William Graham Sumner

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Sumner, William Graham


Born Oct. 30, 1840, in Pa-terson, N.J.; died Apr. 12, 1910, in Englewood, N.J. American sociologist, economist, and publicist. Representative of social Darwinism. Professor of political and social science at Yale University.

Sumner, whose ideas developed primarily under the influence of H. Spencer, defended two main principles: the universality of natural selection, which he interpreted to include the idea that selection and the struggle for existence are natural in society, and the concept of the automatic, unchanging character of social evolution. Taking these principles as his point of departure, Sumner regarded social inequality as a natural and essential condition for the existence of civilization, advocated laissez-faire in social development, and opposed government regulation and attempts at social reform and especially revolution. His views expressed the interests of the middle strata of the American bourgeoisie, who, confronted by the intensification of state-monopoly tendencies, were demanding favorable conditions for free competition.

In Folkways (1906), which is based on an analysis of extensive ethnographic sources, Sumner developed the concepts of the “in-group,” the “out-group,” and “ethnocentrism” in “primitive” societies and the initial stages of human history. He characterized relations within the in-group as cohesive and relations between the in-group and the out-group as hostile. According to Sumner, hostility is associated with ethnocentrism, or man’s proclivity for appraising the environment through the prism of the cultural notions of his social (ethnic) group. Folkways is important in the history of social psychology and ethnopsychology not for its author’s social Darwinist principles but for its analysis of normative aspects of social life, certain features of customs, and other phenomena.


Challenge of Facts and Other Essays. New Haven, Conn., 1914.
Folkways. Boston-New York, 1940.
The Science of Society, vols. 1–4 New Haven-London, 1927–28. (With A. Keller.)


Kon, I. S. Pozitivizmv sotsiologii. London, 1964.
McCloskey, R. G. American Conservatism in the Age of Enterprise, 1895–1910: A Study of W. G. Sumner. New York, 1964.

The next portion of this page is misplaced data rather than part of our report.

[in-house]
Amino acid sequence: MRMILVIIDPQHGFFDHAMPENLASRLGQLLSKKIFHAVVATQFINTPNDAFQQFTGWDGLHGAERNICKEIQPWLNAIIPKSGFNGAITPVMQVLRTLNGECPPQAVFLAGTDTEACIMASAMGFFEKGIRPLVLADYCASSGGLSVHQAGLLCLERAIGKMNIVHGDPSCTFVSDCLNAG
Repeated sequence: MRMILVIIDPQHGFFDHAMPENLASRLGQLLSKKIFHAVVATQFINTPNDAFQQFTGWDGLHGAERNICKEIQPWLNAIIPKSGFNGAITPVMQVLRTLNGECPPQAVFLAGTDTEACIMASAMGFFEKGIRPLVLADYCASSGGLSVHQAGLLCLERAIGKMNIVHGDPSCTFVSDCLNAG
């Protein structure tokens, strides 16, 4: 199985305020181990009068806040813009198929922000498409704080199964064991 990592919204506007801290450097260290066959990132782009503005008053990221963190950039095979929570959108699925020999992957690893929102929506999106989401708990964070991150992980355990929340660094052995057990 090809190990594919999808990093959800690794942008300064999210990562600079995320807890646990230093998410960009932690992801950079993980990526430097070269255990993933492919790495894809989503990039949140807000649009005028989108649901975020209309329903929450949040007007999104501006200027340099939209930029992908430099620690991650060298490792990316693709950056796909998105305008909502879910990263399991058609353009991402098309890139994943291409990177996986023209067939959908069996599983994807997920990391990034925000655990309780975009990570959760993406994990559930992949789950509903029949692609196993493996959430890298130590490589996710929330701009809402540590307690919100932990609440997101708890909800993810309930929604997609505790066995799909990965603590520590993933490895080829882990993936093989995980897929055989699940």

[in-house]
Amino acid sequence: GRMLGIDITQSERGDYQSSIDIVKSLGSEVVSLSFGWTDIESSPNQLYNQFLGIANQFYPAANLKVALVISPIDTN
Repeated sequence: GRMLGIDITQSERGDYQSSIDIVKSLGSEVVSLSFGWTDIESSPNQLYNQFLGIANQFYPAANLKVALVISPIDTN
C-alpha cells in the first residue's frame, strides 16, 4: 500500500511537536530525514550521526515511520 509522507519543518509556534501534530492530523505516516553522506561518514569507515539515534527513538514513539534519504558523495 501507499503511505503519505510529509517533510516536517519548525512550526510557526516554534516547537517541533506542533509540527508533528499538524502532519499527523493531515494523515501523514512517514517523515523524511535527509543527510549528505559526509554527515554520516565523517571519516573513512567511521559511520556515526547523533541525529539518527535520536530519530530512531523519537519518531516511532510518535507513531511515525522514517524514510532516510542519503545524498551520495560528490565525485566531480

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And so to empire, beginning with the Mexican War in the mid-1840's, through the Spanish-American War (characterized by William Graham Sumner as "The Con quest of the United States by Spain") half a century later, and onward, through President Wilson's crusade to make the world safe for democracy, to conflicts in Vietnam, the Persian Gulf, Afghanistan, and Iraq, the last two wars inspired by George W.
is a William Graham Sumner professor of sociology at Yale University and a lecturer at Yale Law School.
He finds, too, through perceptive review of the rhetoric of Senator John Sherman, William Graham Sumner, and Chief Justice Melville Fuller, among others, that the era often thought dominated by laissez-faire thinking actually arrayed a wide variety of political-economic ideas.
One place to turn is the work of William Graham Sumner.
Nock, Rose Wilder Lane, Isabel Paterson, Garet Garrett, Lysander Spooner, and William Graham Sumner, he provides rich material for those who want a better appreciation of American individualism and classical liberalism.
The Little America tradition remained strong, if at all turns unsuccessful, through the Spanish-American War, the opposition to which, most notably the Anti-Imperialist League, was filled with classical liberals like Yale sociologist William Graham Sumner and was funded by (mostly) small businessmen--a conservative coalition.